Graphs are mathematical constructs consisting of vertices and edges.
Many computational problems can be expressed as graph problems. For example, planning a route between subway stations translates into finding a path between to vertices of a graph. Another example is planning pipe lines between oil rigs, which corresponds to creating a graph connecting a set of vertices.
Figure 1: Graphs representing real life scenarios
The Copenhagen metro system, expressed as a graph.
Why is this clever?
You may be familiar with algorithms for solving shortest path or minimum spanning tree problems. The benefits of this kind of translation of real-life problems into graph problems include access to a wide range of effective algorithms. Graph representations thus allow for fast and reliable problem solving.
This site is dedicated the a special kind of graph, namely the t-spanner.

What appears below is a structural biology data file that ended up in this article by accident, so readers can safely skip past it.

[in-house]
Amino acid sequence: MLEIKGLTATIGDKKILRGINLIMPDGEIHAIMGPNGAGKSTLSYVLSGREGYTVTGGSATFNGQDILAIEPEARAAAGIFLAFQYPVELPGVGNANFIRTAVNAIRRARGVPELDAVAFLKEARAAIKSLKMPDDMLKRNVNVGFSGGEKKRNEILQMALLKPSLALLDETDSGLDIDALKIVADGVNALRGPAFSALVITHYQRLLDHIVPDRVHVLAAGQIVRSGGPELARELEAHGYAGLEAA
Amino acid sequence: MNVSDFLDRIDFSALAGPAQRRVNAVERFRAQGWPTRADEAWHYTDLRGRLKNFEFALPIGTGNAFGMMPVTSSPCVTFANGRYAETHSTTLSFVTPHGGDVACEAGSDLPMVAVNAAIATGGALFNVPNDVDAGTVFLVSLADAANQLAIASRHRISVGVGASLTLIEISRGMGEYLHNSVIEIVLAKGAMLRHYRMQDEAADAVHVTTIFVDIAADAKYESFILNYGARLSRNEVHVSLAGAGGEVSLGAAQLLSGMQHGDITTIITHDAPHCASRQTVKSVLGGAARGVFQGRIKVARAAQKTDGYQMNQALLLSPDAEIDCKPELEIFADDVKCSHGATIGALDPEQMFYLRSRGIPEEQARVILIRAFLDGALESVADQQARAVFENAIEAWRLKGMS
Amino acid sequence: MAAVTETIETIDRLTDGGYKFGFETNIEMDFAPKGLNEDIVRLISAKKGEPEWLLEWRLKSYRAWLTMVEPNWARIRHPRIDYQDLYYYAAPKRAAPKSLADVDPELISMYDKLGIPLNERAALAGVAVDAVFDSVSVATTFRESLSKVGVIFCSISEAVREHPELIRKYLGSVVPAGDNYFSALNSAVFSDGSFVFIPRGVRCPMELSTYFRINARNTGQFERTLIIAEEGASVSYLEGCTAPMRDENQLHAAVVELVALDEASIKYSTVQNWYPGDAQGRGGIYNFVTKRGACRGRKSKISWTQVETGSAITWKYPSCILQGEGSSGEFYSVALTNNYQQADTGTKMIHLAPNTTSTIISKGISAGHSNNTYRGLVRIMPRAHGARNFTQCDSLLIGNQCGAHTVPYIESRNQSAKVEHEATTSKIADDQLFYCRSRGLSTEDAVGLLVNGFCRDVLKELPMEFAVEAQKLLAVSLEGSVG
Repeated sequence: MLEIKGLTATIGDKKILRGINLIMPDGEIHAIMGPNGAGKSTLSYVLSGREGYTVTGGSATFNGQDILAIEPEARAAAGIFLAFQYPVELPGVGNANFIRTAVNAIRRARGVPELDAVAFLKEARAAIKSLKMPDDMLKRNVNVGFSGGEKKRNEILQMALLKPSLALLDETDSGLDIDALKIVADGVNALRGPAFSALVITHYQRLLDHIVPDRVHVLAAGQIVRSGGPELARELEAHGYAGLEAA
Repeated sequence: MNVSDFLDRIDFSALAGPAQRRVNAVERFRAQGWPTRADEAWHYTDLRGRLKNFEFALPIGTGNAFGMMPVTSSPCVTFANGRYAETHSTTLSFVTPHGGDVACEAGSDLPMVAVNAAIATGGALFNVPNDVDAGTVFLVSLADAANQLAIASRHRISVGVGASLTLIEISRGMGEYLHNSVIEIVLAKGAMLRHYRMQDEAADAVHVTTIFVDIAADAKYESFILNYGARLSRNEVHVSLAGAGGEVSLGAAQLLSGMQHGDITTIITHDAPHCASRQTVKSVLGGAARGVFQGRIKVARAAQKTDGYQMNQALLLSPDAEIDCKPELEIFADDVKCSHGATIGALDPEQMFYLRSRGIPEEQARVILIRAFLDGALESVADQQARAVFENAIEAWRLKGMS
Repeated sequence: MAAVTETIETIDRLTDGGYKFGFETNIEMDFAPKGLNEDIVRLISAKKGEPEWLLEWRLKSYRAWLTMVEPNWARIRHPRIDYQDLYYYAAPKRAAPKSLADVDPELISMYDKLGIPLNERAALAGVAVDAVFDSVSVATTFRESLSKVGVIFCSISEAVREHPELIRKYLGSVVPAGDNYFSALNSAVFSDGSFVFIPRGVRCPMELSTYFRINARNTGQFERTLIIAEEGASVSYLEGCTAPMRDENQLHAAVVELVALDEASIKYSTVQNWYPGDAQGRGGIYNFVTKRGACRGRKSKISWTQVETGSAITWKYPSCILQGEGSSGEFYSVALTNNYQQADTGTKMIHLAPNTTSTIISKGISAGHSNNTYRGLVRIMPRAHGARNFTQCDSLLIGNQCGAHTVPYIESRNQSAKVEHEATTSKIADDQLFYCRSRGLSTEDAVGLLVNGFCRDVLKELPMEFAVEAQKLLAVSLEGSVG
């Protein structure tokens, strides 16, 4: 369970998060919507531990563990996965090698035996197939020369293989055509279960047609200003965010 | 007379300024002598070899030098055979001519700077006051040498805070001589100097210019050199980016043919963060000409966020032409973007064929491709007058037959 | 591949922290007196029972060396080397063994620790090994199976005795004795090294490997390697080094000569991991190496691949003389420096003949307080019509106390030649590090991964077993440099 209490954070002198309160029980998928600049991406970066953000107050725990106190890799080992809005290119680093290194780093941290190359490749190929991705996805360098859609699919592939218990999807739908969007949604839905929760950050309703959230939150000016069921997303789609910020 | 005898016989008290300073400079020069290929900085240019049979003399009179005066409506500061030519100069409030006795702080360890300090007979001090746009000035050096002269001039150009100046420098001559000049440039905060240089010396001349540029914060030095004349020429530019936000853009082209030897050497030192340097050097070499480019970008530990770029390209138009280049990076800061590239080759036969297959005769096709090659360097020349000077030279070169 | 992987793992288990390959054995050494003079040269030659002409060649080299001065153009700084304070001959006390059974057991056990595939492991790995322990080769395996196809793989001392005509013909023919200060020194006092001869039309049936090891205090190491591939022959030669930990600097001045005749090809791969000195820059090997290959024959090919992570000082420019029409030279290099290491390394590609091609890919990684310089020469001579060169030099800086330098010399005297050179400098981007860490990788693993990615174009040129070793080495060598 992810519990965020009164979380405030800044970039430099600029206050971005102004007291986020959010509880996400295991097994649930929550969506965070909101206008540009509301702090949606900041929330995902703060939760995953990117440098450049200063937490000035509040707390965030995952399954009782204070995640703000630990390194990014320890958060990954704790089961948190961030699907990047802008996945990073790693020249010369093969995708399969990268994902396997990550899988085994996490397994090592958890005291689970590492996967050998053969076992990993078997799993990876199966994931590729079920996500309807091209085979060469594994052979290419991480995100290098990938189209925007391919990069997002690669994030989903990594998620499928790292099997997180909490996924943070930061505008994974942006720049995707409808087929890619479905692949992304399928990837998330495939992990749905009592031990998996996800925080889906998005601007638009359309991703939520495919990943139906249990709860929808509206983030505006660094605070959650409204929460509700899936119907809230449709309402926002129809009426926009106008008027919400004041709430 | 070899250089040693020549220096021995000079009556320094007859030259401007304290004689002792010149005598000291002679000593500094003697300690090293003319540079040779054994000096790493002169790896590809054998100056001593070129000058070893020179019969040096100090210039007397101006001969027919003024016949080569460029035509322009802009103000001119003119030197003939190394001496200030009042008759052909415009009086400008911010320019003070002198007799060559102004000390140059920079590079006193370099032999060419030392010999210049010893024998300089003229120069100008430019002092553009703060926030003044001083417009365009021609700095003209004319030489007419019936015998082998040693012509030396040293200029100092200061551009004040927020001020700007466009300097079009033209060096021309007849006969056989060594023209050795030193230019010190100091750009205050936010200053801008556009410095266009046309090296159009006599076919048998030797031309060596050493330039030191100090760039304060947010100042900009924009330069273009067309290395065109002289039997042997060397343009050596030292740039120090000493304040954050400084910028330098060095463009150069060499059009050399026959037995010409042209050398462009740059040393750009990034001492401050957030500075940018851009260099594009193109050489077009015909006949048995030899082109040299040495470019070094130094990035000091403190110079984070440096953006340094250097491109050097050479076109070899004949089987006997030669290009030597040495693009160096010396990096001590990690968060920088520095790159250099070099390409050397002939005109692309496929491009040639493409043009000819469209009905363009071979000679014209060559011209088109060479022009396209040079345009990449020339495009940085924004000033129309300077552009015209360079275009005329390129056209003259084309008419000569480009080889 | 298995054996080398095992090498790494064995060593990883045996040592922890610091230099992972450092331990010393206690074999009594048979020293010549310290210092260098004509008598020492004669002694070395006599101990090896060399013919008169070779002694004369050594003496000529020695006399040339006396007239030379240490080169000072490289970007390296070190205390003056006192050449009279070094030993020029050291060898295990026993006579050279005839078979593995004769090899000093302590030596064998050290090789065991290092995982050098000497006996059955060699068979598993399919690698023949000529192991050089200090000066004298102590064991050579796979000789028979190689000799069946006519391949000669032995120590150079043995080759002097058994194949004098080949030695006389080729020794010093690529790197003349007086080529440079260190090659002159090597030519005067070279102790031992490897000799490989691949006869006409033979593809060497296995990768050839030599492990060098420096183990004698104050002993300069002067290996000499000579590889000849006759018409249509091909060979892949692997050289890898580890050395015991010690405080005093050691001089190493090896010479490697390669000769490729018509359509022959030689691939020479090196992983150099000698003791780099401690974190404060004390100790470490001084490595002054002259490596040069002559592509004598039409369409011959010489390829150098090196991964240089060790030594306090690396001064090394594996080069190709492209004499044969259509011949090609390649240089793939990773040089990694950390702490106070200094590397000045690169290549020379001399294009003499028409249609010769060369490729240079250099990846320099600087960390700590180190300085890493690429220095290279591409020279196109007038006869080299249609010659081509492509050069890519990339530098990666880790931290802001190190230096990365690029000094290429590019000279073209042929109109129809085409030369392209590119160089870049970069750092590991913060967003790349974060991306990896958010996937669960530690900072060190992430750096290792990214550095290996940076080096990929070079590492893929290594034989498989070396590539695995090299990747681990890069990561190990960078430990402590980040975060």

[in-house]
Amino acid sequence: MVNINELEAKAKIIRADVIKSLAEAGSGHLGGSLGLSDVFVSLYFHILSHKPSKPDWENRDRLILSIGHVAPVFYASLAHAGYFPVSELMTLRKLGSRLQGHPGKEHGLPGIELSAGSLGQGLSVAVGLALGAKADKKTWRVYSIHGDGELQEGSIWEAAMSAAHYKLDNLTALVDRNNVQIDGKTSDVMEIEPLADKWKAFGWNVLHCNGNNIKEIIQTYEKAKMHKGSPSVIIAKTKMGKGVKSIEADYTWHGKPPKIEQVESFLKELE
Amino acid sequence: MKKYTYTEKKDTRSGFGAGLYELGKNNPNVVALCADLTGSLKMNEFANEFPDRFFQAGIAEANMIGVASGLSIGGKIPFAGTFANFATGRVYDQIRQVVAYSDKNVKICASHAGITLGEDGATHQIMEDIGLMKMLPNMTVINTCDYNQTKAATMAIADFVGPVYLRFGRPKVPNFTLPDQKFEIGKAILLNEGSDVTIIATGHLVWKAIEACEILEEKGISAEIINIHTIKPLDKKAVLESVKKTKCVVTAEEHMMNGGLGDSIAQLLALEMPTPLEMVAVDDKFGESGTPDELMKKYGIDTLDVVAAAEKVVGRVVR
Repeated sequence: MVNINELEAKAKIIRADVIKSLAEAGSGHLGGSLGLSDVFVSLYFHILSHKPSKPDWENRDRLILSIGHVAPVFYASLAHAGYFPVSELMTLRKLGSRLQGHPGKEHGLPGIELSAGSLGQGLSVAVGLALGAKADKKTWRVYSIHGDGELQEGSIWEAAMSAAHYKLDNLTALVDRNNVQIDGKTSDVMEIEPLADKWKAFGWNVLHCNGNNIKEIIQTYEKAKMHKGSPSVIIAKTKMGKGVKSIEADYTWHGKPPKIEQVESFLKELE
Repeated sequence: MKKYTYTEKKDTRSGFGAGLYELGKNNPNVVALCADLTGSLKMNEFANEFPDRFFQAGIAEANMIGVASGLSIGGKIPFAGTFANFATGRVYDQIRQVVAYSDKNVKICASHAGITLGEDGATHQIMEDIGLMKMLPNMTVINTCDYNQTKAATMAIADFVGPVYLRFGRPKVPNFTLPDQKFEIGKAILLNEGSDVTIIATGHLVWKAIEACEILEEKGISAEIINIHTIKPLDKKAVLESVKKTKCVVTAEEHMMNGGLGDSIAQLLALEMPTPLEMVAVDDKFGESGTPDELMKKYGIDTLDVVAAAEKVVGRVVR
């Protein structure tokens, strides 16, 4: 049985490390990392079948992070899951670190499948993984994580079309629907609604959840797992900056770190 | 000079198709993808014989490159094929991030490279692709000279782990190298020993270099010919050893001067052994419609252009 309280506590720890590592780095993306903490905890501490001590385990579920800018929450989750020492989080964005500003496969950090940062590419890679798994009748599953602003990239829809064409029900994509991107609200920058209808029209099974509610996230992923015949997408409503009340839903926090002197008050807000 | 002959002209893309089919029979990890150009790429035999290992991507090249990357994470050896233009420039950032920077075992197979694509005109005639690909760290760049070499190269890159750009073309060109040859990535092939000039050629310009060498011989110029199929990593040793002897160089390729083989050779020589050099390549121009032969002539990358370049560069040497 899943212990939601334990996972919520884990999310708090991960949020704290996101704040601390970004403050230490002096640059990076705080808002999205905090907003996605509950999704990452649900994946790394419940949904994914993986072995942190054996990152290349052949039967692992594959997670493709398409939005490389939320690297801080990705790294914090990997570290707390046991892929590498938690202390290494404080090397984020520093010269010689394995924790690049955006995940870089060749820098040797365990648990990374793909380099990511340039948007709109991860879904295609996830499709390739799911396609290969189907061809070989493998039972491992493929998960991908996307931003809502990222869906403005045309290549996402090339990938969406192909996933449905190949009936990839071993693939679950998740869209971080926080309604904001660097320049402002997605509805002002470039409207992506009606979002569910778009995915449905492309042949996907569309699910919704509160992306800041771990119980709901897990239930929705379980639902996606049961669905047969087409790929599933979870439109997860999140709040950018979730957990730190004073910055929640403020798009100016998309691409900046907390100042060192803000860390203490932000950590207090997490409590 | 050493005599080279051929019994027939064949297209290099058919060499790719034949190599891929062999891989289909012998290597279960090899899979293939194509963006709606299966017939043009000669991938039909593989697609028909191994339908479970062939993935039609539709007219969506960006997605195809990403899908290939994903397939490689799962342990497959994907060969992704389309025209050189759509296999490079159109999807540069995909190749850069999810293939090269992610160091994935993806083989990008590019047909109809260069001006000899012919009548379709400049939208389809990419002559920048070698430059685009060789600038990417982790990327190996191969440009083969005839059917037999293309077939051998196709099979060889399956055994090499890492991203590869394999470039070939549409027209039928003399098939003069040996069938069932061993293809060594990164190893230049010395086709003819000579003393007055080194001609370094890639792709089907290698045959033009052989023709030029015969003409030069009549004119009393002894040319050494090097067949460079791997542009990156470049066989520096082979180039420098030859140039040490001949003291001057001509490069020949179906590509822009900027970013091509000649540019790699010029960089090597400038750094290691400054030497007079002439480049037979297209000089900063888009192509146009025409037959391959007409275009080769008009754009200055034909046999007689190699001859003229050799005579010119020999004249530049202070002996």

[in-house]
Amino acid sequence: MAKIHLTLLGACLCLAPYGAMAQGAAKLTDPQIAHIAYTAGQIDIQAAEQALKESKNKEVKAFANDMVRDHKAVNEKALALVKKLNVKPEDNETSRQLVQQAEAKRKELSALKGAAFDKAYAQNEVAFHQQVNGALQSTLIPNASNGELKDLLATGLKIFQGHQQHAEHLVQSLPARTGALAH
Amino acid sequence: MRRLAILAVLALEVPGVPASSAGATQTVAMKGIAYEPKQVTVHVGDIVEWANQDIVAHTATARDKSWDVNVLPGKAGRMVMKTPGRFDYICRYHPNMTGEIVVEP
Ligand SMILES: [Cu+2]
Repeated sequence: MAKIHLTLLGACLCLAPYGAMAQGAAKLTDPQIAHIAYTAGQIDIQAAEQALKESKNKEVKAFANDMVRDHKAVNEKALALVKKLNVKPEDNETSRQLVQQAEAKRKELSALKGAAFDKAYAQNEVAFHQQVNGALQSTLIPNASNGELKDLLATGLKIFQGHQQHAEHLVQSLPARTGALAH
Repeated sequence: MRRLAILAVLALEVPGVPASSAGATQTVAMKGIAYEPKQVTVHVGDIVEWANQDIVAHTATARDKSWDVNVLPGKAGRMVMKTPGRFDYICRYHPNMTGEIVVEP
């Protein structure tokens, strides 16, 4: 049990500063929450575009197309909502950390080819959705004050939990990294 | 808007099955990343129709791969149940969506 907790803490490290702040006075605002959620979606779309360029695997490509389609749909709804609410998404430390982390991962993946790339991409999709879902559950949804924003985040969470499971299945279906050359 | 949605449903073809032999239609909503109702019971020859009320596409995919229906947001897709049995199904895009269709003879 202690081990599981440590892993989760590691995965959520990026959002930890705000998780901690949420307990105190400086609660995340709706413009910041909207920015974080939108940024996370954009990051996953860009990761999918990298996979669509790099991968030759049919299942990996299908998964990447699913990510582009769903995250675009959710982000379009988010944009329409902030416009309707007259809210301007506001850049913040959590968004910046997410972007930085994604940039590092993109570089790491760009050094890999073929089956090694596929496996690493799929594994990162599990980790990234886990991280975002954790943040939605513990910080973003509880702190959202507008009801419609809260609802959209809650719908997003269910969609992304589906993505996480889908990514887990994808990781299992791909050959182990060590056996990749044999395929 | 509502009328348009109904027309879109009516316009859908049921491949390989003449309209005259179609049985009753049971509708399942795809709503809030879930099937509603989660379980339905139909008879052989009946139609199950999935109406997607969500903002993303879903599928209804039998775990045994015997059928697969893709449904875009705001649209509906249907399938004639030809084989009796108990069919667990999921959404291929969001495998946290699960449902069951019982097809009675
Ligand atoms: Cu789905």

The t-spanner is used to solve problems where a set of vertices need to be connected in such a way, that the shortest path between any two vertices is bounded.
This site will introduces some of the algorithms needed to construct t-spanners, as well as examples of real life problems where the t-spanner is useful.
The t-spanner is primarily used to model geometric objects. For simplicity, this presentation considers vertices to be points in a two dimensional space. The described algorithms do, however, work equally well in other dimensions.
As the graph represents a geometric object, the weight of an edge between two vertices equals the euclidian distance between them.